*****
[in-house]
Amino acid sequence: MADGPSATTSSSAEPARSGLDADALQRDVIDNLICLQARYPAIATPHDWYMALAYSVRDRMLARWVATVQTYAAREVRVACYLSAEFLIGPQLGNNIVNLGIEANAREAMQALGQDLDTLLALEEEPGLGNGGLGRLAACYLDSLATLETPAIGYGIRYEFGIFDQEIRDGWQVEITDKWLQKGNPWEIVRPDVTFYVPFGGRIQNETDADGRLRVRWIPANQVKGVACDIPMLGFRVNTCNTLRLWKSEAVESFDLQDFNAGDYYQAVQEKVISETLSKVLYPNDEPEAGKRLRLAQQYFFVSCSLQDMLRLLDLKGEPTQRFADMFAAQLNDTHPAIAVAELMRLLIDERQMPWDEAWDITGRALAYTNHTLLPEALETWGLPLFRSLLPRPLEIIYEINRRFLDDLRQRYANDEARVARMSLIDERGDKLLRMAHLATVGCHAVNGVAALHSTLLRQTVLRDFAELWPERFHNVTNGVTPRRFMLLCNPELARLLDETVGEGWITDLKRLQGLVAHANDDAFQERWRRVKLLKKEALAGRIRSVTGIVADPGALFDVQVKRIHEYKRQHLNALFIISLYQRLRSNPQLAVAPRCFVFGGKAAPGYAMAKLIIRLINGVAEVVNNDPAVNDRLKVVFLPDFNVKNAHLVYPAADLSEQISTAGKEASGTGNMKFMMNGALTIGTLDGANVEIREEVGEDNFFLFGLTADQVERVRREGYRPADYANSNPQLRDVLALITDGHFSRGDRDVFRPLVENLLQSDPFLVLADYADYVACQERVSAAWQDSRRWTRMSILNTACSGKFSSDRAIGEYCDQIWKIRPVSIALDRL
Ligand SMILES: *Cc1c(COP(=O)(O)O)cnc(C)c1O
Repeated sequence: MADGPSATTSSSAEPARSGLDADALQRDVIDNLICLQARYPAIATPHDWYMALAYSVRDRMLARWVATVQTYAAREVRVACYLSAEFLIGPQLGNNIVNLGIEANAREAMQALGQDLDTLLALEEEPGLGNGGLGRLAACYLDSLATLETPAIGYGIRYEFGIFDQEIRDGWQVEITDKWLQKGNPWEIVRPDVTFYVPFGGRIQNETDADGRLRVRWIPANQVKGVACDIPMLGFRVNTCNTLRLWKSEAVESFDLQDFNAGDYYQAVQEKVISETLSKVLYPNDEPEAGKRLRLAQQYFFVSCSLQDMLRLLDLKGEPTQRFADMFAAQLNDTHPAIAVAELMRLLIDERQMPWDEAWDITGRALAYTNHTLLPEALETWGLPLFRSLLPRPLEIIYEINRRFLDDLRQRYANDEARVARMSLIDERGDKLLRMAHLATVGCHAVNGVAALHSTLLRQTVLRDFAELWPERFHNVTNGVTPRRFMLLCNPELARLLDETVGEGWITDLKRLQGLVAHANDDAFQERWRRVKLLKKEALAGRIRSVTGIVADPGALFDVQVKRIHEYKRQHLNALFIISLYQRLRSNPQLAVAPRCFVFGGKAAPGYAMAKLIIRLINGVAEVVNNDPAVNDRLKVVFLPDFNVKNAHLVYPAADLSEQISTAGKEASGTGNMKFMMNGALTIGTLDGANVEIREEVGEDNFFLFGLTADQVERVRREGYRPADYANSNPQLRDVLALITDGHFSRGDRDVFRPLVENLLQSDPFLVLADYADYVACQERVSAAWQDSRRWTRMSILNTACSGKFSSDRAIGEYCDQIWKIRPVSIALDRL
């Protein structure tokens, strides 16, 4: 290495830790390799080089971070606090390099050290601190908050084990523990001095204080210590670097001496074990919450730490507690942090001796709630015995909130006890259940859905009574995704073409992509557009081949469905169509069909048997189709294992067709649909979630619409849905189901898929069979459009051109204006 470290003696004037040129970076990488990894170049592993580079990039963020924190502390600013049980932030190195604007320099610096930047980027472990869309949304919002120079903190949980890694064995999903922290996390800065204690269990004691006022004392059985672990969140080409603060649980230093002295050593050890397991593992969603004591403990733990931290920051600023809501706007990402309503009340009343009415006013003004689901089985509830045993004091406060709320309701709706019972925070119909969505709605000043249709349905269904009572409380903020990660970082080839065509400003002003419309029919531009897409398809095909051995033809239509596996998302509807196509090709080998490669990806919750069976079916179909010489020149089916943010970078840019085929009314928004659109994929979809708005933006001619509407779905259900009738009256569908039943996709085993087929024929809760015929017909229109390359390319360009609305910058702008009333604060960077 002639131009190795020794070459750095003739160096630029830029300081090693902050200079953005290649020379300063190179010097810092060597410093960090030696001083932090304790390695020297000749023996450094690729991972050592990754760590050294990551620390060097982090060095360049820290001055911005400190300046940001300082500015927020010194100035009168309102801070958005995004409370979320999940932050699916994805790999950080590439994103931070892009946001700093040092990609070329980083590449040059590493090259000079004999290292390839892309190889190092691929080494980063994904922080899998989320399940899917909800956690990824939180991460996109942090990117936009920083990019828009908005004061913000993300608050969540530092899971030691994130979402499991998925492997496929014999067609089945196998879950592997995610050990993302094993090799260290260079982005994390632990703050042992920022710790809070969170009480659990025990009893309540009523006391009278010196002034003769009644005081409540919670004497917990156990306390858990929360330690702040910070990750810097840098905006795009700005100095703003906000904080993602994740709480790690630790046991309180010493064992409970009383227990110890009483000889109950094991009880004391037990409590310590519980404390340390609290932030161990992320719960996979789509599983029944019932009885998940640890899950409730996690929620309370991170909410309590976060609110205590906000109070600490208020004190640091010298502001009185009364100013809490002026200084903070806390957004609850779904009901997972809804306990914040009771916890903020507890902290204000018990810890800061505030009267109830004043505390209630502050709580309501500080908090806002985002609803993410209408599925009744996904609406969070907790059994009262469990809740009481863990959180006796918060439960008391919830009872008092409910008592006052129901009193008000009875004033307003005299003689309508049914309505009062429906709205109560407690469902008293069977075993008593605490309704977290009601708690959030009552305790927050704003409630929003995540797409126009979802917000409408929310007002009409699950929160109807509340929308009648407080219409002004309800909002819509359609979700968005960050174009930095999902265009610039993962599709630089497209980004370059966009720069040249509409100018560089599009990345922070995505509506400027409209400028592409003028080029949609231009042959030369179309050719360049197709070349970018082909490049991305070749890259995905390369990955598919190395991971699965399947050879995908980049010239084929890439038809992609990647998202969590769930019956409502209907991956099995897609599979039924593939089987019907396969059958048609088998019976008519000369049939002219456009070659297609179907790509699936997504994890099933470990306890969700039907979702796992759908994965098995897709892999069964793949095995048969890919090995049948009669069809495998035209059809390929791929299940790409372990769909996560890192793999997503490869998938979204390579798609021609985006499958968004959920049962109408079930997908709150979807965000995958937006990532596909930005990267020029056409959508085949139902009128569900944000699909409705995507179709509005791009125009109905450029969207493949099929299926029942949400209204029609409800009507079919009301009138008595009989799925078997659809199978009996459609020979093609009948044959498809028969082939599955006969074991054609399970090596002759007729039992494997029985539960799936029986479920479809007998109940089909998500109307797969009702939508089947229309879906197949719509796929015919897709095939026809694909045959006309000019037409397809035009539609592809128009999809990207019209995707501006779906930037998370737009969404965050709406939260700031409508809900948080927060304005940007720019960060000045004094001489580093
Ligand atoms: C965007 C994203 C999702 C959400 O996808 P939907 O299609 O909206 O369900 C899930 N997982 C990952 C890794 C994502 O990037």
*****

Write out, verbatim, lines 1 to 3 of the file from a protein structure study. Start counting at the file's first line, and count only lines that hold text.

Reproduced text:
[in-house]
Amino acid sequence: MADGPSATTSSSAEPARSGLDADALQRDVIDNLICLQARYPAIATPHDWYMALAYSVRDRMLARWVATVQTYAAREVRVACYLSAEFLIGPQLGNNIVNLGIEANAREAMQALGQDLDTLLALEEEPGLGNGGLGRLAACYLDSLATLETPAIGYGIRYEFGIFDQEIRDGWQVEITDKWLQKGNPWEIVRPDVTFYVPFGGRIQNETDADGRLRVRWIPANQVKGVACDIPMLGFRVNTCNTLRLWKSEAVESFDLQDFNAGDYYQAVQEKVISETLSKVLYPNDEPEAGKRLRLAQQYFFVSCSLQDMLRLLDLKGEPTQRFADMFAAQLNDTHPAIAVAELMRLLIDERQMPWDEAWDITGRALAYTNHTLLPEALETWGLPLFRSLLPRPLEIIYEINRRFLDDLRQRYANDEARVARMSLIDERGDKLLRMAHLATVGCHAVNGVAALHSTLLRQTVLRDFAELWPERFHNVTNGVTPRRFMLLCNPELARLLDETVGEGWITDLKRLQGLVAHANDDAFQERWRRVKLLKKEALAGRIRSVTGIVADPGALFDVQVKRIHEYKRQHLNALFIISLYQRLRSNPQLAVAPRCFVFGGKAAPGYAMAKLIIRLINGVAEVVNNDPAVNDRLKVVFLPDFNVKNAHLVYPAADLSEQISTAGKEASGTGNMKFMMNGALTIGTLDGANVEIREEVGEDNFFLFGLTADQVERVRREGYRPADYANSNPQLRDVLALITDGHFSRGDRDVFRPLVENLLQSDPFLVLADYADYVACQERVSAAWQDSRRWTRMSILNTACSGKFSSDRAIGEYCDQIWKIRPVSIALDRL
Ligand SMILES: *Cc1c(COP(=O)(O)O)cnc(C)c1O